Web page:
Relatively Speaking

Another trip to the Psychiatric ER and I’d been obsessing, and struggling to get my appearance just so-making up for the past week of sloth. I wondered if cancer patients and/or diabetics have an ER patient hierarchy. I wonder if they too feel at fault for being ill or look around thinking along the lines of their neuroses somehow trumping an other’s psychoses because it’s hidden behind a nice new haircut and overpriced Mac lip gloss. I don’t know anyone close enough to ask if these thoughts are mine alone. I wonder often just how close is close when mental illness presents itself. I’ve been shamed, bullied and abandoned by some of the closest friends I’ve had since my last MDE began in October. To that end, some of my dearest friends have come together to support me in ways I didn’t know they could. Needless to say I have been taking inventory of my circle and cut my losses all of them in one fell swoop.

As I looked around the crisis center at fragile, shaken and battered women; some disheveled and notably filled with embarrassment, shame and fear, I couldn’t help but feel like we…us, those here for help and healing, maybe we are the only normal people. Knowing that our pain has a root: a person an experience, a loss, really makes you step outside of societal norms and ask your Self, “Is it normal for one person event to be more traumatic for some than for others and isn’t this sensitivity, fragility-part of what makes them who they are and not necessarily indicative of what they have?” Aren’t we all a product of intricately woven patterns of behavioral responses shaped by our own individual experiences? Where are the meanies, why aren’t they here talking to someone. Laughs. (Yes, I’ve been doing that again lately, loud and heartily-I am learning to laugh again.)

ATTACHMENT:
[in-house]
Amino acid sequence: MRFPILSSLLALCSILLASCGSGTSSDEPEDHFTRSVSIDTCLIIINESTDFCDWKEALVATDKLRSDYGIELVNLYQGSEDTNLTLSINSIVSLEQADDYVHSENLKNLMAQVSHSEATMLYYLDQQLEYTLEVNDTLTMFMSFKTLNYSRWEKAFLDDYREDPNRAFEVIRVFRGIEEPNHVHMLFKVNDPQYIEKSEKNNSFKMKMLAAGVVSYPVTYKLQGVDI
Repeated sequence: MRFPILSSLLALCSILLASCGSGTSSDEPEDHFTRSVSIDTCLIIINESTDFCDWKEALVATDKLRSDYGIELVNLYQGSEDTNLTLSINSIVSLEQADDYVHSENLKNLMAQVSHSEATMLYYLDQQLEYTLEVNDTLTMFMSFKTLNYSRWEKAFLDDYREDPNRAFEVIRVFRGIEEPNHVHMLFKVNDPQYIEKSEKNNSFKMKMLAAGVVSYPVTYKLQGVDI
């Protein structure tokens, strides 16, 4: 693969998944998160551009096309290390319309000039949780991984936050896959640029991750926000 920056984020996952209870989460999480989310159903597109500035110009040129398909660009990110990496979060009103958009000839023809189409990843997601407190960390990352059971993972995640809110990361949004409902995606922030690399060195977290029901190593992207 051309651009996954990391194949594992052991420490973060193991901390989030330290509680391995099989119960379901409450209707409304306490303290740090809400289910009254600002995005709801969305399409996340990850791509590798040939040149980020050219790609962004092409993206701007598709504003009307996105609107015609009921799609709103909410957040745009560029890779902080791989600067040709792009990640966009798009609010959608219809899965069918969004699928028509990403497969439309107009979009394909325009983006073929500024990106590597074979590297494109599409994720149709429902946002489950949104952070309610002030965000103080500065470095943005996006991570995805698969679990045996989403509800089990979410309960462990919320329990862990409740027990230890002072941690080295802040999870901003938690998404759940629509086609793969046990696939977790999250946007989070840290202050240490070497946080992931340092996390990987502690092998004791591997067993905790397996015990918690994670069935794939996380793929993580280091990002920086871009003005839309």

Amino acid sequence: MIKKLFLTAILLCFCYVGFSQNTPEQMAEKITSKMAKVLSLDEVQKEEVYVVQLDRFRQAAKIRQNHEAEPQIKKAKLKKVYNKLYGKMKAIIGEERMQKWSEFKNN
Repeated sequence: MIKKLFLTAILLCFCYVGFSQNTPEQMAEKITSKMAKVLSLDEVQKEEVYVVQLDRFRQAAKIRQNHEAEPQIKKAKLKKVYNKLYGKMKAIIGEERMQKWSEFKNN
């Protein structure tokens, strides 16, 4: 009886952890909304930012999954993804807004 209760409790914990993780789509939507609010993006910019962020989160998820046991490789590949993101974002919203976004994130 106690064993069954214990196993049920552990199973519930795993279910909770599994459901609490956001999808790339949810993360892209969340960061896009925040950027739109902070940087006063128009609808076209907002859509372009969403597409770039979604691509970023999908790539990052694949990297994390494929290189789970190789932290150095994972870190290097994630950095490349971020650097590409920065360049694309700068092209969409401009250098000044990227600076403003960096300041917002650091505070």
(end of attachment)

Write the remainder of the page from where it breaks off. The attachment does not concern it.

“I’ve learned that people will forget what you said, people will forget what you did,
but people will never forget how you made them feel.”-
Maya Angelou
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  1. I've been thinking about you friend. Glad to read that you still have some laughs in you! ((Hugs))

  2. I agree with you…maybe it is those of us who feel and understand what we are feeling who are normal. Why cover up that which makes us human. Why separate ourselves based on how we react and deal with life experiences.

    My son is awfully sensitive…very in touch with his feelings and like me it doesn't take much to make him cry. My goal as a mother is never to teach him that this sensitivity is something wrong…it is him.

    The meanies are so messed up they cannot feel outside of hurting others. That, in my eyes, is the worst type of mental disease. It is so inhumane…so unhuman.

    Laugh…because as long as you are alive you have life…and there is no limit to what you can do with it.

  3. You make me think and feel and stretch my imagination further than usually comfortable.

    I'm glad you're starting to laugh again. Best medicine and all that…

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